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Fact vs opinion

“That dictionaries engage with the truth is a commonplace in the history of lexicography.” So says Lynda Mugglestone in her book Dictionaries: A Very Short Introduction (p 93). It may …

Definitions: try it yourself

We would like you to write definitions for four common words. You will have tried this before during Week 3 (Step 3.10), but by now you will have a better …

The content of definitions

The two previous steps showed that there are many different ways of writing a definition. And as we saw in Week 2 (Steps 2.6 and 2.7), sometimes an image is …

A summary of the week so far

So far this week we have looked at the way meanings in the real world relate to the numbered ‘senses’ in a dictionary. Your task Look at the slides, available …

Mapping meaning to usage

In this video, Michael Rundell interviews Patrick Hanks, a corpus linguist and lexicographer with a long and distinguished record. Watch the video interview which is approximately five minutes in length. …

Why ‘disinterested’ is never confusing

The usage website Daily Writing Tips says: ‘The constant misuse of ‘disinterested’ for ‘uninterested’ is breaking down a very useful distinction of meaning’. Traditionally, the adjective ‘disinterested’ describes someone who …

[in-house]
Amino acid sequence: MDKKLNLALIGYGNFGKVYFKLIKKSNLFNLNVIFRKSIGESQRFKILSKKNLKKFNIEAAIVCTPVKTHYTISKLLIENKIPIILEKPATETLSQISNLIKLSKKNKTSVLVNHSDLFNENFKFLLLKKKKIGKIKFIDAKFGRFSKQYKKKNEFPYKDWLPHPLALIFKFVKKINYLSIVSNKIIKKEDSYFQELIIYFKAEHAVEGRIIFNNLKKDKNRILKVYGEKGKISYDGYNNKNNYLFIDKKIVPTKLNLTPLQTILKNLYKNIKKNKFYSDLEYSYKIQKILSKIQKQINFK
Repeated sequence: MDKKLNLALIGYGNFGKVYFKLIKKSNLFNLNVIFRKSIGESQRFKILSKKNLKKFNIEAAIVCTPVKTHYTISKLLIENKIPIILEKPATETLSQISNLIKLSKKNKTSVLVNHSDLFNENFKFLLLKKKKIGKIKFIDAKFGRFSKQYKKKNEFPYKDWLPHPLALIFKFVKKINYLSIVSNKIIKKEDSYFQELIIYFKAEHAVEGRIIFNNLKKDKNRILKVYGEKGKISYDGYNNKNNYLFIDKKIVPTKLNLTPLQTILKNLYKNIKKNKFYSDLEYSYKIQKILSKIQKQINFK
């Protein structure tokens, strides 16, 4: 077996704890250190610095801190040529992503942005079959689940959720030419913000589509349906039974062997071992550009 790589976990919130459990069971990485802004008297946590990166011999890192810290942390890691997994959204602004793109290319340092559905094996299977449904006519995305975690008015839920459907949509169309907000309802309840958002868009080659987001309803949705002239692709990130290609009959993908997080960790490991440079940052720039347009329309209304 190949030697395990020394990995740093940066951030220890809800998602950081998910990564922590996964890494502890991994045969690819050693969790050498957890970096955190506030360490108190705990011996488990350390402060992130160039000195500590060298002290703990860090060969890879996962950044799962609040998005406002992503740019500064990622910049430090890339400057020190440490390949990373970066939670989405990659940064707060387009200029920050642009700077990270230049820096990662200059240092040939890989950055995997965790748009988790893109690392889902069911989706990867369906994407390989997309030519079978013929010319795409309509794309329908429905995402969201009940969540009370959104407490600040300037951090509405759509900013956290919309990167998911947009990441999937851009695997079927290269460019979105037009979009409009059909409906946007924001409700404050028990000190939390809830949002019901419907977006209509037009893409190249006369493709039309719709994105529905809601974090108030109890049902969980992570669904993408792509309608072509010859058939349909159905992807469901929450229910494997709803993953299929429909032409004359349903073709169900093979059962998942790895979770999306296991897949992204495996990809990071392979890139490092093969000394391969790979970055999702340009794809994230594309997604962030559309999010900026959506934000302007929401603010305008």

Looking for clues to identify meanings

Using the same corpus data as in the previous step, now we would like you to identify those clues in the context (syntactic, collocational, etc.) which led you to associate …

Introspection vs objective evidence: corpus data

We would now like you to compare your ‘introspective’ findings about the word ‘party’ with some corpus evidence. Your task Compare the facts about ‘party’, which you assembled through pure …

Introspection vs objective evidence

Introspection simply means thinking about what you know about a word. It involves consulting your own ‘mental lexicon’ – the information about words and language which is stored in your …

Dictionary versus the real world

In this exercise, we’re asking you to compare the way a dictionary describes the meanings of a word, and the way the word is used in normal communication. For this …

Introduction to Week 5

This week is all about meanings and definitions, which many people see as the main function of a dictionary. If we think about it at all, most of us probably …

Taking action

Have a look at the latest words in the Macmillan Open Dictionary. This is a crowdsourced dictionary, to which you can submit a new word, a new phrase or idiom, …

Coming in … and going out …

This Oxford Lexico article and this article from Merriam-Webster both explain how difficult it is to answer the question: how many words are there in the English language? One reason …

What you have learned so far

This week you have learned that: Not all the words in the English language are recorded in dictionaries New words (and new meanings for old words) come into the language …